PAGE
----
Today started with a trip to Harbor Freight. My organization has been sorely lacking in the Garaggio. All of my friends who come to help gently give me reminders of that from time to time. The amount of time we spend looking for things is hugely inefficient. Last time Eric was here working on wiring with me, we both spent about a half hour finding connectors, pins, and tools. So I decided it is long past due to do something about it.
Problem is my parts bins are all full, and quite frankly I don’t like them. They are the plastic drawer type that you mount to the wall. You can’t see what you have, what you don’t have, and what is missing without pulling each individual drawer out. I opted for a “parts tray” with multiple removable bins. That way if you are working on a project you can take the whole tray, or just the few bins you need to the project and stay organized. $6 at Harbor Freight. I have ideas for how to store these organizers and keep them readily accessible. It will be a while before I build my “parts tray rack,” but we are making progress on getting organized. I filled 2 of these trays with electrical connector components and one with AN fittings.
Feeling good that I had put a bit of effort into organizing, I went back to working on the airplane. It is high time that I finished the oil cooler system. So I removed the oil filter and the right ignition so I had access to get the hose fitting into the back of the accessory case. It is a 45 degree fitting because that is all that will fit. It also ends up routing the oil line in a good direction to make it’s trek to the right side of the oil cooler. Once the fitting was in place, I could put the ignition and oil filter back on. The red cap is the oil breather and will need to be connected to a hose, which will happen soon.
Then it was a simple task of making up a hose of the right length, and test fitting. This hose still needs fire sleeve. I have 3 others that need fire sleeve as well, but I decided I would get all the hoses made up first. Then I will take them all off and finish the fire sleeve. More of a manufacturing type approach to save time.
In the previous photo you can also see that I got the hose made up that goes from the ‘little red cube’ fuel flow transducer to the fuel distribution block. That means we finally have fuel all the way from the fuel tank to the distribution block (needs fire sleeve). Only one more line to each cylinder, and the engine has fuel.
About this time, the Garaggio had a cameo appearance from Jon Meyer. He has been a bit busy with “all of the high stress life events,” at once. A new job, new baby boy, selling his house, and buying a house all within months of each other. I suppose I will not give him too much of a hard time, I really enjoyed being able to do show and tell and get him up to speed on progress. He even stayed around to help flox in the cockpit throttle and mixture mounting bulkhead.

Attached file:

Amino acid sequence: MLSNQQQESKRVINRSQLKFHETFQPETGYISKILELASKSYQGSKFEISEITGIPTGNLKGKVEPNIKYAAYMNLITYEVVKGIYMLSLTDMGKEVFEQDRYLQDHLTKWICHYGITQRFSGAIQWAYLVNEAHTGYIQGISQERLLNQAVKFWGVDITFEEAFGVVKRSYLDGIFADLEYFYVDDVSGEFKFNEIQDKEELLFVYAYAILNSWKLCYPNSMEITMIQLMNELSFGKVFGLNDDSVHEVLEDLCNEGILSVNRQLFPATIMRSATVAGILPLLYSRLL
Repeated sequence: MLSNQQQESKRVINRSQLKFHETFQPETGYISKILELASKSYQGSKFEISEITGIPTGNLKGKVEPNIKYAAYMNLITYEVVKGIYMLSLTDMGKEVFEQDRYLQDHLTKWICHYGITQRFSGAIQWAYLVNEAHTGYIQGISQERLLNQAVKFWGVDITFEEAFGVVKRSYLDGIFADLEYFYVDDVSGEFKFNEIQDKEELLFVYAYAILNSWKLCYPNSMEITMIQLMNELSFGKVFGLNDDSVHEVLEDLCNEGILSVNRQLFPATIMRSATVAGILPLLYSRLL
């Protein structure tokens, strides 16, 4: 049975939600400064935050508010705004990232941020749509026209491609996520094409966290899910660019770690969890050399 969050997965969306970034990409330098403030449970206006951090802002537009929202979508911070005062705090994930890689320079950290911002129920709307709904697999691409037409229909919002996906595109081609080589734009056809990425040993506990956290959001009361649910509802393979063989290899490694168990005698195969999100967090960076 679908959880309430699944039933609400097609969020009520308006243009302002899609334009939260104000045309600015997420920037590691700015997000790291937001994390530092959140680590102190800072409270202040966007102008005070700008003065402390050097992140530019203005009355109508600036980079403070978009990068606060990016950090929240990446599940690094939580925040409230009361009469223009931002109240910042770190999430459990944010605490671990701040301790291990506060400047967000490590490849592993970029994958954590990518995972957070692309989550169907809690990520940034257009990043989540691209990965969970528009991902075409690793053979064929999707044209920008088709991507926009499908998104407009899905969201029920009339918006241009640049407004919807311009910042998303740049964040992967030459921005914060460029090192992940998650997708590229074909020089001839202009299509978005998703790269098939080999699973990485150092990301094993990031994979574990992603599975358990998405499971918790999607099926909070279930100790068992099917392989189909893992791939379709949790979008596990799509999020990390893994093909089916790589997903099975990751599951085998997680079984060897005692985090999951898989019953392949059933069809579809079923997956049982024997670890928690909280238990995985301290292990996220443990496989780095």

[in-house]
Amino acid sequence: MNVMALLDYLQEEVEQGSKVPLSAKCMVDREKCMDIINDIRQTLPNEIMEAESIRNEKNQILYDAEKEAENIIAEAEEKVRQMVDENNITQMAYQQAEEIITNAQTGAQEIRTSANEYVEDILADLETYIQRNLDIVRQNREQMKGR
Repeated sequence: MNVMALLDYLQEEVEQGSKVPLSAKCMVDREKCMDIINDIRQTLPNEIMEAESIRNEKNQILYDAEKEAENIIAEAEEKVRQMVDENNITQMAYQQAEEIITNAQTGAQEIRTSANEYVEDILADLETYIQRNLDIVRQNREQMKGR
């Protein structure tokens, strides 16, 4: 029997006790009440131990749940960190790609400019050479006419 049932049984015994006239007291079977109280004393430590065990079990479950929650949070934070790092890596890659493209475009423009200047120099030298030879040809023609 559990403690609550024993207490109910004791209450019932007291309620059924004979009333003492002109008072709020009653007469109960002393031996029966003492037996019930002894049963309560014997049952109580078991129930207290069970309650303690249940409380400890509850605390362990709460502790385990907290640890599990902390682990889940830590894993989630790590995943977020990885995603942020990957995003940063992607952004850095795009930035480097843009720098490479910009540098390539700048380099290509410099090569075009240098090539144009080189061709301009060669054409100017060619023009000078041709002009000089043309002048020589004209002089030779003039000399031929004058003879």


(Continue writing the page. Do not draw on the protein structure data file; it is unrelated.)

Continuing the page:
Then Jon and I decided we should work on fuel injector lines. I previously had bent up welding rod to determine routing and length. The actual lines are ordered from AirFlow Performance since they have special braised on ends. I misplaced a few of the welding rod templates, so we started by remaking them so we don’t screw up the actual lines. True to form, I somehow screwed up the measurements on the lines that I ordered. I think I am going to have to order a few new ones that are shorter in length. At least I now know that the one going to cylinder #2 has to be shorter. So then we went on to cylinder #4.
Again, I re-bent a welding rod as practice and to validate the distance. My original measurement was… too long. But, the line that was too long for #2 fit pretty well for #4. So we bent up the injector line. The bends aren’t pretty as the only thing I have to bend these lines is a spring type bender. Additionally there are many planes and angles to consider so some tweaking was required. There is also a spec in the manual that requires .69 inches of straight line after the fitting, and then no tighter than a .5″ radius bend. To complicate things a bit more, you don’t want to run these too close to exhaust pipes to prevent boiling the fuel.
With all of these things to consider, I think we did a pretty good job with the #4 cylinder injector line. It is as far away from the exhaust as we can get while complying with the .69″ straight section coming out of the injector. These lines do run on the “cold” side of the engine, so in flight it shouldn’t be an issue. It will however make hot starts a bit more difficult. After engine shut down, I am sure the radiant heat from the exhaust will end up causing the fuel to get pretty hot. It may be worth putting a heat shield on the exhaust pipes in this area.
The good news is, we now have fuel to one of the four cylinders. Three more injector lines, and the engine will have fuel. I can’t wait for that to happen. That is a big step on the road to first engine start. 🙂
It was time for dinner by this point so I was going to be done for the day. After dinner, I couldn’t help myself. I had to go back out to the shop and get just one more thing done. I didn’t want to take the time to get another injector line bent up, so I decided I would finish the layup for the cockpit throttle and mixture cable mount. I made my homemade pre-preg and wet out a glass/carbon/glass sandwich and laid it up onto the phenolic plate. I figured the carbon may be necessary to get some rigidity. Even so, I think I will need to add a triangular rib to the bulkhead. But this layup is done.
I think I can justify calling it a day now.